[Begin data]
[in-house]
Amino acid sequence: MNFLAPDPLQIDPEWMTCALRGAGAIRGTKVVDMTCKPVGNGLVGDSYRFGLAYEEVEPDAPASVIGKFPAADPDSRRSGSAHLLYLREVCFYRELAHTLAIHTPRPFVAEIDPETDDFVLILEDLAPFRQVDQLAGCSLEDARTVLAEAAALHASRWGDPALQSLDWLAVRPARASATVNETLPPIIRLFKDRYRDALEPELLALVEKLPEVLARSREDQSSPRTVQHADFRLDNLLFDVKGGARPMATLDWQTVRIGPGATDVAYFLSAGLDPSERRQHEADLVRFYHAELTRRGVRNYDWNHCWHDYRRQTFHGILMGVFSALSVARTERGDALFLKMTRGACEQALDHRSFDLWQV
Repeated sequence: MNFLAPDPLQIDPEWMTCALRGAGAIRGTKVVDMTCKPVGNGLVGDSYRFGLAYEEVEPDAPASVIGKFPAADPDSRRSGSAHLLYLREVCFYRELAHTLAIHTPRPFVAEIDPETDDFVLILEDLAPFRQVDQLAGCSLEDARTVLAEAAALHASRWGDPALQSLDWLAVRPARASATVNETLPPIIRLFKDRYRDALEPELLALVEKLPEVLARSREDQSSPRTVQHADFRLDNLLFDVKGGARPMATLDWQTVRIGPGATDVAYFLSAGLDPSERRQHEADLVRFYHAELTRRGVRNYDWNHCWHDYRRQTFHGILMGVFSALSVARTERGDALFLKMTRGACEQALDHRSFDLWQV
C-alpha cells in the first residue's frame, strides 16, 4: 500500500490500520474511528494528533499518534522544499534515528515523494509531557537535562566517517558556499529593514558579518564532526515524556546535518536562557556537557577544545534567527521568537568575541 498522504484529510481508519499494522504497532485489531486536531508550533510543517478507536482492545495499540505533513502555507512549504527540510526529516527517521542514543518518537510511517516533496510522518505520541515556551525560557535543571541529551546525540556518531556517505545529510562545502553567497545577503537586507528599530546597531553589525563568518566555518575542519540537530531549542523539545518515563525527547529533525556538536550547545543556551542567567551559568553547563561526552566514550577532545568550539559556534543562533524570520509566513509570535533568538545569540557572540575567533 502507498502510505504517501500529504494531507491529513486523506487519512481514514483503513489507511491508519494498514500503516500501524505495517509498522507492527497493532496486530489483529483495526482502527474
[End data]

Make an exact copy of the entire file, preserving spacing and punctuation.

[in-house]
Amino acid sequence: MNFLAPDPLQIDPEWMTCALRGAGAIRGTKVVDMTCKPVGNGLVGDSYRFGLAYEEVEPDAPASVIGKFPAADPDSRRSGSAHLLYLREVCFYRELAHTLAIHTPRPFVAEIDPETDDFVLILEDLAPFRQVDQLAGCSLEDARTVLAEAAALHASRWGDPALQSLDWLAVRPARASATVNETLPPIIRLFKDRYRDALEPELLALVEKLPEVLARSREDQSSPRTVQHADFRLDNLLFDVKGGARPMATLDWQTVRIGPGATDVAYFLSAGLDPSERRQHEADLVRFYHAELTRRGVRNYDWNHCWHDYRRQTFHGILMGVFSALSVARTERGDALFLKMTRGACEQALDHRSFDLWQV
Repeated sequence: MNFLAPDPLQIDPEWMTCALRGAGAIRGTKVVDMTCKPVGNGLVGDSYRFGLAYEEVEPDAPASVIGKFPAADPDSRRSGSAHLLYLREVCFYRELAHTLAIHTPRPFVAEIDPETDDFVLILEDLAPFRQVDQLAGCSLEDARTVLAEAAALHASRWGDPALQSLDWLAVRPARASATVNETLPPIIRLFKDRYRDALEPELLALVEKLPEVLARSREDQSSPRTVQHADFRLDNLLFDVKGGARPMATLDWQTVRIGPGATDVAYFLSAGLDPSERRQHEADLVRFYHAELTRRGVRNYDWNHCWHDYRRQTFHGILMGVFSALSVARTERGDALFLKMTRGACEQALDHRSFDLWQV
C-alpha cells in the first residue's frame, strides 16, 4: 500500500490500520474511528494528533499518534522544499534515528515523494509531557537535562566517517558556499529593514558579518564532526515524556546535518536562557556537557577544545534567527521568537568575541 498522504484529510481508519499494522504497532485489531486536531508550533510543517478507536482492545495499540505533513502555507512549504527540510526529516527517521542514543518518537510511517516533496510522518505520541515556551525560557535543571541529551546525540556518531556517505545529510562545502553567497545577503537586507528599530546597531553589525563568518566555518575542519540537530531549542523539545518515563525527547529533525556538536550547545543556551542567567551559568553547563561526552566514550577532545568550539559556534543562533524570520509566513509570535533568538545569540557572540575567533 502507498502510505504517501500529504494531507491529513486523506487519512481514514483503513489507511491508519494498514500503516500501524505495517509498522507492527497493532496486530489483529483495526482502527474